A Bisl Torah

The Power of Memory

As our older kids returned from Camp Ramah, they regaled us with tales about new friends, hobbies and experiences during their four weeks away. They were thrilled when we decided to visit Camp Ramah just a week after their return. We explained to the kids that camp might look or feel different. They shook their tween heads and proceeded to discuss everything they would find back in Ojai.

But sadly, it was different. The kids ran to their bunks. Different kids and different counselors. While the space felt safe, there was a strong, pervasive feeling that this was now someone else’s camp.

For anyone that has visited a previous home with new owners, it is a similar experience. There is a desire to run through the hallways, find old bedrooms and see familiar trees in the yard. But hurt ensues when a beloved tree has been uprooted, and old bedrooms are now renovated into offices. It is seemingly impossible to replicate our most formative of moments.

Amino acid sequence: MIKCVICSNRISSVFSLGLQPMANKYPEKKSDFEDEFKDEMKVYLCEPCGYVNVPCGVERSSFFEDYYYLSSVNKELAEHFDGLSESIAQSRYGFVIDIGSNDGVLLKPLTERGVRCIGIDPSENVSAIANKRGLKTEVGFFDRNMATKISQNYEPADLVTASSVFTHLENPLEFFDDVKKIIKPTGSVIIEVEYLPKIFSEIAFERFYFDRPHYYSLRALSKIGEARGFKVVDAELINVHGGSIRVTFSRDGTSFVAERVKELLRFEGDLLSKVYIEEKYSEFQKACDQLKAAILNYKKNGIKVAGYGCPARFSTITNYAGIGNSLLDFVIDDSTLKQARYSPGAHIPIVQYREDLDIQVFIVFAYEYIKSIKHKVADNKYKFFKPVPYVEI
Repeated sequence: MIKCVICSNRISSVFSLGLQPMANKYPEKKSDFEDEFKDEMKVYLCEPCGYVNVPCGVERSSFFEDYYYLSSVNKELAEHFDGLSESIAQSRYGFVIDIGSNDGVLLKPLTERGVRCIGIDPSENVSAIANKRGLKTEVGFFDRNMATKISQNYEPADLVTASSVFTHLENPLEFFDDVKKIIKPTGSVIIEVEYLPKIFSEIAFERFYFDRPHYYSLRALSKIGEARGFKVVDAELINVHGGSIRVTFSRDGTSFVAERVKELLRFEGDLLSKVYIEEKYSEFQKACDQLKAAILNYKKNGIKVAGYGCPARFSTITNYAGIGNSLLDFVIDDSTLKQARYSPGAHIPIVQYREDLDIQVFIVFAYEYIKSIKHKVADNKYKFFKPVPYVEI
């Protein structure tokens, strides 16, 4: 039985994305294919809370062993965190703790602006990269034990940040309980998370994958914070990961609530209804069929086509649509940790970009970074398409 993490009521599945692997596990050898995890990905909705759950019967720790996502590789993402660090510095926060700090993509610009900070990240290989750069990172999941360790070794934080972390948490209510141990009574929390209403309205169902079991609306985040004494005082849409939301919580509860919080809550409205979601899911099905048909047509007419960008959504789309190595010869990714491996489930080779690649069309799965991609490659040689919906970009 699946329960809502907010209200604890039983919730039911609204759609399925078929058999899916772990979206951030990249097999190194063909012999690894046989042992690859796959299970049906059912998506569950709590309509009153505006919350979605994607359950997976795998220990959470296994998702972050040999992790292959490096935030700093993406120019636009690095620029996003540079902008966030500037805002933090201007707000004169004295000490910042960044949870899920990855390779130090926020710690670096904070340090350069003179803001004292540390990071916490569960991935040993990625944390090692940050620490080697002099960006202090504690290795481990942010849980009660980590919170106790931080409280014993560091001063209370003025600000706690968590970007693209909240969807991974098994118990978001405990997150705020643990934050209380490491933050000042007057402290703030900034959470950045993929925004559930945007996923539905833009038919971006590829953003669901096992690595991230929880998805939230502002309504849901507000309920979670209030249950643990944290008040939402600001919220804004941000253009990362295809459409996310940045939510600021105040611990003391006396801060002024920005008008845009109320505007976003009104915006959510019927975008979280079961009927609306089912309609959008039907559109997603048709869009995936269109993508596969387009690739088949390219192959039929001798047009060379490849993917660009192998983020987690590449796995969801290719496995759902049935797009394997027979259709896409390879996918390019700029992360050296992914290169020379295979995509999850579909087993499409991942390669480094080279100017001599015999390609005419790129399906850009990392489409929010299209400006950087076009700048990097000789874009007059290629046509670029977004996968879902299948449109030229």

It is a profound realization: the power of memory is often more comforting than trying to recreate what was. So much of Jewish ritual asks us to remember. To remember the exodus out of Egypt. To remember creation and Shabbat. Next week we will sit on the ground, chant Eicha and remember the destruction of the Temple in Jerusalem. We recall these pivotal occurrences in history, not for means of replication but to allow collective Jewish memory transcend generations, gleaning wisdom over the span of thousands of years to shape our present. Memory is the medium in which we share our personal and communal stories, connecting past with future.

The Baal Shem Tov, founder of the Hasidic movement teaches, “Forgetfulness leads to exile; remembering is the key to redemption.” It is the remembering of what was that will inform what can be.

For those that wish to return to what was, whether it is a return to camp or “the good old times”, if we let them, our memories hold the power to nudge us forward.

May our memories cause us to be a blessing, for God and for each other.


Comments are closed.